124
UNIT 1
Organization of the Body
4
and become squamouslike. Te ability of transitional cells to
change their shape (undergo “transitions”) allows a greater vol-
ume of urine to flow through a tubelike organ. In the bladder, it
allows more urine to be stored.
Check Your Understanding
5.
Stratified epithelia are “built” for protection or to resist
abrasion. What are the simple epithelia better at?
6.
Some epithelia are pseudostratified. What does this mean?
7.
Where is transitional epithelium found and what is its
importance at those sites?
For answers, see Appendix H.
Glandular Epithelia
Define gland.
Differentiate between exocrine and endocrine glands, and
between multicellular and unicellular glands.
Describe how multicellular exocrine glands are classified
structurally and functionally.
A
gland
consists of one or more cells that make and secrete a
particular product. Tis product, called a
secretion
, is an aque-
ous (water-based) fluid that usually contains proteins, but there
is variation. For example, some glands release a lipid- or steroid-
rich secretion.
Secretion is an active process. Glandular cells obtain needed
substances from the blood and transform them chemically into
a product that is then discharged from the cell. Notice that the
term
secretion
can refer to both the gland’s
product
and the
pro-
cess
of making and releasing that product.
Glands are classified according to two sets of traits:
Where they release their product—glands may be
endocrine
(“internally secreting”) or
exocrine
(“externally secreting”)
Relative cell number—glands may be
unicellular
(“one-
celled”) or
multicellular
(“many-celled”)
Unicellular glands are scattered within epithelial sheets. By
contrast, most multicellular epithelial glands form by invagina-
tion (inward growth) of an epithelial sheet into the underly-
ing connective tissue. At least initially, most have
ducts
, tubelike
connections to the epithelial sheets.
Endocrine Glands
Because
endocrine glands
eventually lose their ducts, they are
o±en called
ductless glands
. Tey produce
hormones
, messen-
ger chemicals that they secrete by exocytosis directly into the
extracellular space. From there the hormones enter the blood
or lymphatic fluid and travel to specific target organs. Each hor-
mone prompts its target organ(s) to respond in some character-
istic way. For example, hormones produced by certain intestinal
cells cause the pancreas to release enzymes that help digest food
in the digestive tract.
Endocrine glands are structurally diverse, so one description
does not fit all. Most are compact multicellular organs, but some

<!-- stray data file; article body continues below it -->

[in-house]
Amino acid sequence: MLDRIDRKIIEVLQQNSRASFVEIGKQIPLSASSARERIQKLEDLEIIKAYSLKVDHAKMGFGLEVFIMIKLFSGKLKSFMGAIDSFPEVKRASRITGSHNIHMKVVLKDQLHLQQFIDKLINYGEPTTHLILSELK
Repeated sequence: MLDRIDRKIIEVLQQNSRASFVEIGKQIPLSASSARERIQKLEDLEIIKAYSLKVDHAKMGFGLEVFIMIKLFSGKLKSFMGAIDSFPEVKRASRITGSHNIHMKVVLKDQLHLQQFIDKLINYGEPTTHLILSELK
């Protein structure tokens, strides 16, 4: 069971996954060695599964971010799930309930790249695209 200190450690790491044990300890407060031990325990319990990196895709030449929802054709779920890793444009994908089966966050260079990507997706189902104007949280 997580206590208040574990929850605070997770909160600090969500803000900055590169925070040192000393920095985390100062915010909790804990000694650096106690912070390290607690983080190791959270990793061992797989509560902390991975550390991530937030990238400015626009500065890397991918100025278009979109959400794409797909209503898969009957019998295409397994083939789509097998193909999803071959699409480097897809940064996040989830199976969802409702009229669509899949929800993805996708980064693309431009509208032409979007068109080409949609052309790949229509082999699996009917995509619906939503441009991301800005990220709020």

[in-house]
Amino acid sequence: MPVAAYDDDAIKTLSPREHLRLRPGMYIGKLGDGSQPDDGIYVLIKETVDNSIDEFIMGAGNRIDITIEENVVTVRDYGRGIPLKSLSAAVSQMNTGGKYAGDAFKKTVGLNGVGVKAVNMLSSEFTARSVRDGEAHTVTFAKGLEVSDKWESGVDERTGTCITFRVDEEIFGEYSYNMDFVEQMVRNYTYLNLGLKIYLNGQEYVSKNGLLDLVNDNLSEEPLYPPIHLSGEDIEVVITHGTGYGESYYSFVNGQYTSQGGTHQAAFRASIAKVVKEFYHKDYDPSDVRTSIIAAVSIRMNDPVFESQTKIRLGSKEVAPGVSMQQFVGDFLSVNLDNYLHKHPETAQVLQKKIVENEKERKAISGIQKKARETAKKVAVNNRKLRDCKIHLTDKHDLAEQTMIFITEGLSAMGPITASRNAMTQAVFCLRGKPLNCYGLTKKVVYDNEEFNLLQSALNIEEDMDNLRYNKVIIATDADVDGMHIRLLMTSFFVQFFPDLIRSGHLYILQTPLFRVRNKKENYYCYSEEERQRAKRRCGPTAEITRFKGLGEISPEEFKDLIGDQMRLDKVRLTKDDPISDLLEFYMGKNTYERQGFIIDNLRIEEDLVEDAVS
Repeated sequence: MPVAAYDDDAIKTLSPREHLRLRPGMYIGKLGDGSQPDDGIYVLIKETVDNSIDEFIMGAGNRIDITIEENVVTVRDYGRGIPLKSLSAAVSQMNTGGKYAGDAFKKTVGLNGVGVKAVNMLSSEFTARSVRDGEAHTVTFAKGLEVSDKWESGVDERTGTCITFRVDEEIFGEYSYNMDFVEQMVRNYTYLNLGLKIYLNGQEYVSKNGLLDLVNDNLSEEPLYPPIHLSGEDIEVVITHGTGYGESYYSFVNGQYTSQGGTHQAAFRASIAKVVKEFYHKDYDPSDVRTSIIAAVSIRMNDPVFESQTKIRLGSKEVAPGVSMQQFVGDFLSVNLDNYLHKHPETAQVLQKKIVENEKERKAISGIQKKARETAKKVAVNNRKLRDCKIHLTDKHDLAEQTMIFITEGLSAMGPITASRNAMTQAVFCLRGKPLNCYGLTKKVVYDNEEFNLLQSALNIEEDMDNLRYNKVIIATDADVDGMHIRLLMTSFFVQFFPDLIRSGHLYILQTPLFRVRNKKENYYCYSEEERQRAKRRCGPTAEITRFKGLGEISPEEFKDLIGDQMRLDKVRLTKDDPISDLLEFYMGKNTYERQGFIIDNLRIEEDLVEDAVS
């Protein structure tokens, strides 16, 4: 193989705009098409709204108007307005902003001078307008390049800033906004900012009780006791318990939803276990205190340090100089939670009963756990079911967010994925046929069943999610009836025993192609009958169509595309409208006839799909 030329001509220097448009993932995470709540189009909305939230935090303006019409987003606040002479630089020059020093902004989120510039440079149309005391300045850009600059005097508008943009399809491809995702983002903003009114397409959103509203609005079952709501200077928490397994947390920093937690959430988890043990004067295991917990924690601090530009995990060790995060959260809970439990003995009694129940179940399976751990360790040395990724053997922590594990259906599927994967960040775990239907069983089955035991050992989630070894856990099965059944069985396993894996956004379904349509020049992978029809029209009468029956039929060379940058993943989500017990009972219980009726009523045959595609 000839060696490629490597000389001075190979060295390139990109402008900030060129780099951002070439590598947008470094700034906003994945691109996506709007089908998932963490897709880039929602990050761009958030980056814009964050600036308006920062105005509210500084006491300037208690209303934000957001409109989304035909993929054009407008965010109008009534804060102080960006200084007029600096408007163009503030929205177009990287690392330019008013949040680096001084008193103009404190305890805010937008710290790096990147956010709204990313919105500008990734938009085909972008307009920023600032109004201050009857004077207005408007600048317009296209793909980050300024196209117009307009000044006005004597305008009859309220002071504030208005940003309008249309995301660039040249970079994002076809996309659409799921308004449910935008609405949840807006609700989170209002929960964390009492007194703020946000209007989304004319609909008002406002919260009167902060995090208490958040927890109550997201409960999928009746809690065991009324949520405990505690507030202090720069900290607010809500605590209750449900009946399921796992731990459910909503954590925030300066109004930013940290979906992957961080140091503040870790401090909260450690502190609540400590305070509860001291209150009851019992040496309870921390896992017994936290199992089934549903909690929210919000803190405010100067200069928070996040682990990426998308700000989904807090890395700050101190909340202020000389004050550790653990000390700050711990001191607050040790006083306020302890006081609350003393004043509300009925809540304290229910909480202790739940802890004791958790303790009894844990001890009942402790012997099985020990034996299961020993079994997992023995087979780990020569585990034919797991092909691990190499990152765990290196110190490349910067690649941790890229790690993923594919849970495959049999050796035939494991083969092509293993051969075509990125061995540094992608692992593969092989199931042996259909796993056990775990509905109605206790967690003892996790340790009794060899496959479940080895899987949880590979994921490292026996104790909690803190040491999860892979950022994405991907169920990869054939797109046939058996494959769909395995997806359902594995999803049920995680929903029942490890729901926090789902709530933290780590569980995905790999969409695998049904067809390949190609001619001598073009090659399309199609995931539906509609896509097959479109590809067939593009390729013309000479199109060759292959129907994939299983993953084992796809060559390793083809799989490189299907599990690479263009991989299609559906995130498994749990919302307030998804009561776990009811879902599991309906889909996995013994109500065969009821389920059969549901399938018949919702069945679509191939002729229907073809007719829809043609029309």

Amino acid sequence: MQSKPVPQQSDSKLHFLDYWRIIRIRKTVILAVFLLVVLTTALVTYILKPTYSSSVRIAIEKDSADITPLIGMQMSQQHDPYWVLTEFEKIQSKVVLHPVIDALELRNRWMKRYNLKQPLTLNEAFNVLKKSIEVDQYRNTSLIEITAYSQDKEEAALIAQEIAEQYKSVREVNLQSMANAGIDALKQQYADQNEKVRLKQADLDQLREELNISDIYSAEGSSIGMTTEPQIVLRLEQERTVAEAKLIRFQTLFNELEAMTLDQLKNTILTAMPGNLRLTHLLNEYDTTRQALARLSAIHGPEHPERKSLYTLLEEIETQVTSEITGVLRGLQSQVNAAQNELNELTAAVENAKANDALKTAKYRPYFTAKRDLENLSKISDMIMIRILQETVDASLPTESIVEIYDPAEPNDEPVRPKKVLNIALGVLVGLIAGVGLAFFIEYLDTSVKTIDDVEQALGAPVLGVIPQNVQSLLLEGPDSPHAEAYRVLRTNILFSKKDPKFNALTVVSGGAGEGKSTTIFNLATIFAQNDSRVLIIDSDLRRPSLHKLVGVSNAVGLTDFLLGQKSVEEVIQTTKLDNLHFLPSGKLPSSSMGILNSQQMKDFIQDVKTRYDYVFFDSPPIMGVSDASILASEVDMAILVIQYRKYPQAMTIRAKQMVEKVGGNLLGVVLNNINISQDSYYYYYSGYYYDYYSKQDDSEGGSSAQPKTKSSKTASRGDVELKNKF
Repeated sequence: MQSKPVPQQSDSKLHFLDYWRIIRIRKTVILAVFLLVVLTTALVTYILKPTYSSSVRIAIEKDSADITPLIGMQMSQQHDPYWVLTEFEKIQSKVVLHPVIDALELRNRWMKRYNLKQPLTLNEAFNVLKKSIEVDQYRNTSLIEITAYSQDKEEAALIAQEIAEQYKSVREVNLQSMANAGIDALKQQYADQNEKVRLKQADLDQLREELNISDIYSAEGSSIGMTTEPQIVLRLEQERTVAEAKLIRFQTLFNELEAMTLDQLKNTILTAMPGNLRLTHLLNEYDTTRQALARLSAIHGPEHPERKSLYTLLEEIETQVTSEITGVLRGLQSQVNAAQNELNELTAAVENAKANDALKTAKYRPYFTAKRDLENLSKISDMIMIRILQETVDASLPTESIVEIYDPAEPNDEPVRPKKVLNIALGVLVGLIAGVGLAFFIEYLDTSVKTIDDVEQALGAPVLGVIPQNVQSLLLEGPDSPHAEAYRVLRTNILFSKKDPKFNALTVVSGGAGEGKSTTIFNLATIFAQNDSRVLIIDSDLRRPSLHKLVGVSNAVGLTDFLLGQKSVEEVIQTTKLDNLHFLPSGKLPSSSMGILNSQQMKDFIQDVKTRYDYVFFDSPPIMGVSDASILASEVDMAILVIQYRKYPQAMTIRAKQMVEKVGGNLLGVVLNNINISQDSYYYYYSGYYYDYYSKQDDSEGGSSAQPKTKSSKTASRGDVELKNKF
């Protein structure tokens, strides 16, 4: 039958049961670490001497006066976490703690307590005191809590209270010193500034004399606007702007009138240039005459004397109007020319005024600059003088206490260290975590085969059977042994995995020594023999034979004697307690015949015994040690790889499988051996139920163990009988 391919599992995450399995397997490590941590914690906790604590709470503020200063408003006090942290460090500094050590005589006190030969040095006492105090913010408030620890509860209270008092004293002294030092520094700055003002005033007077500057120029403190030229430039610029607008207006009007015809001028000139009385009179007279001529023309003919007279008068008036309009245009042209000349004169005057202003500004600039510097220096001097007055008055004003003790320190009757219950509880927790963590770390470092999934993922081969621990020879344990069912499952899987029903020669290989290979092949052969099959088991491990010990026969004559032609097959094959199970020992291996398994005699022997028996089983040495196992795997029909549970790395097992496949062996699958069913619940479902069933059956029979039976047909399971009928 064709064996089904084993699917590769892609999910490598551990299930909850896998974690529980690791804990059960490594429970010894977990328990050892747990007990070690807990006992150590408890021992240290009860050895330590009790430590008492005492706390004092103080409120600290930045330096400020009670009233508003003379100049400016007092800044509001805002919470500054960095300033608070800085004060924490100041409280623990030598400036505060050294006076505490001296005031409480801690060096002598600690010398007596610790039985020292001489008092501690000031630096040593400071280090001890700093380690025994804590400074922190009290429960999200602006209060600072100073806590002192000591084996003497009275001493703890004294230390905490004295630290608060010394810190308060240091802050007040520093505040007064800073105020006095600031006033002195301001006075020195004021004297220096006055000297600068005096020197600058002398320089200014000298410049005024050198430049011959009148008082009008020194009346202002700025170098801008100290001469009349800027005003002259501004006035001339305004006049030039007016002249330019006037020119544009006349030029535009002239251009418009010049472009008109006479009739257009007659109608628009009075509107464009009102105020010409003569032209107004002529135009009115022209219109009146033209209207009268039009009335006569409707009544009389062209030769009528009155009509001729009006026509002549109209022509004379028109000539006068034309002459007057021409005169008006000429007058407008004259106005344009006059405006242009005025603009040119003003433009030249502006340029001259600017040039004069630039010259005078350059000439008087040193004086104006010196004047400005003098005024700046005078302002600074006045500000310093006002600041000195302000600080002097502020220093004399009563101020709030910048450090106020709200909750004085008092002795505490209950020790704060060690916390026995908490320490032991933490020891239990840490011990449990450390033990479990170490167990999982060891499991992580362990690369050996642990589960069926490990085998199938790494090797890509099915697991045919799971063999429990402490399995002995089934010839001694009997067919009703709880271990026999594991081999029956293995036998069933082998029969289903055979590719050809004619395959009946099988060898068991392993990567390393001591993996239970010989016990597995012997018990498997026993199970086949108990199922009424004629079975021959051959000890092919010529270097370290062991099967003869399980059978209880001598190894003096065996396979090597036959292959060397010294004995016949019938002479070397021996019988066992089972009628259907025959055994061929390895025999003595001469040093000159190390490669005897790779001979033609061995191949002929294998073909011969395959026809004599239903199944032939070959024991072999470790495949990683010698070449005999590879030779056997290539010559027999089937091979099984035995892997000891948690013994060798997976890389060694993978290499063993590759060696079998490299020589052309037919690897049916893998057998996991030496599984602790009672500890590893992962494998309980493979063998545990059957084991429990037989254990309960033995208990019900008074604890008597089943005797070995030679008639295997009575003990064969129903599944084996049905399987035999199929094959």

individual hormone-producing cells are scattered in the diges-
tive tract lining (mucosa) and in the brain, giving rise to their
collective description as the
diffuse endocrine system
. Endocrine
secretions are also varied, ranging from modified amino acids
to peptides, glycoproteins, and steroids. Since not all endocrine
glands are epithelial derivatives, we defer consideration of their
structure and function to Chapter 16.
Exocrine Glands
All
exocrine glands
secrete their products onto body surfaces
(skin) or into body cavities. Te unicellular glands do so di-
rectly (by exocytosis), whereas the multicellular glands do so via
an epithelium-walled duct that transports the secretion to the
epithelial surface. Exocrine glands are a diverse lot and many
of their products are familiar. Tey include mucous, sweat, oil,
and salivary glands, the liver (which secretes bile), the pancreas
(which synthesizes digestive enzymes), and many others.
Unicellular Exocrine Glands
Te only important examples of
unicellular
(or one-celled) glands are
mucous cells
and
goblet
cells
. Unicellular glands are sprinkled in the epithelial linings of
the intestinal and respiratory tracts amid columnar cells with
other functions (see Figure 4.3c).
In humans, all such glands produce
mucin
(mu
9
sin), a com-
plex glycoprotein that dissolves in water when secreted. Once
dissolved, mucin forms mucus, a slimy coating that protects and
lubricates surfaces. In
goblet cells
the cuplike accumulation of
mucin distends the top of the cell, making the cells look like a
glass with a stem (thus “goblet” cell,
Figure 4.4
). Tis distortion
does not occur in
mucous cells
.
Multicellular Exocrine Glands
Compared to the unicellular
glands,
multicellular exocrine glands
are structurally more
complex. Tey have two basic parts: an epithelium-derived
duct
and a
secretory unit
(
acinus
) consisting of secretory cells. In all
but the simplest glands,
supportive connective tissue
surrounds
the secretory unit and supplies it with blood vessels and nerve
fibers, and forms a
fibrous capsule
that extends into the gland
and divides it into
lobes
.
Multicellular exocrine glands can be classified by structure
and by type of secretion.
Structural classification.
On the basis of their duct struc-
tures, multicellular exocrine glands are either simple or com-
pound
(Figure 4.5)
.
Simple glands
have an unbranched
duct, whereas
compound glands
have a branched duct. Te
glands are further categorized by their secretory units as (1)
tubular
if the secretory cells form tubes; (2)
alveolar
(al-
ve
9
o-lar) if the secretory cells form small, flasklike sacs (
al-
veolus
5
“small hollow cavity”); or (3)
tubuloalveolar
if they
have both types of secretory units. Note that the term
acinar
(as
9
ĭ-nar; “berrylike”) is used interchangeably with alveolar.
Modes of secretion.
Multicellular exocrine glands se-
crete their products in different ways, so they can also be
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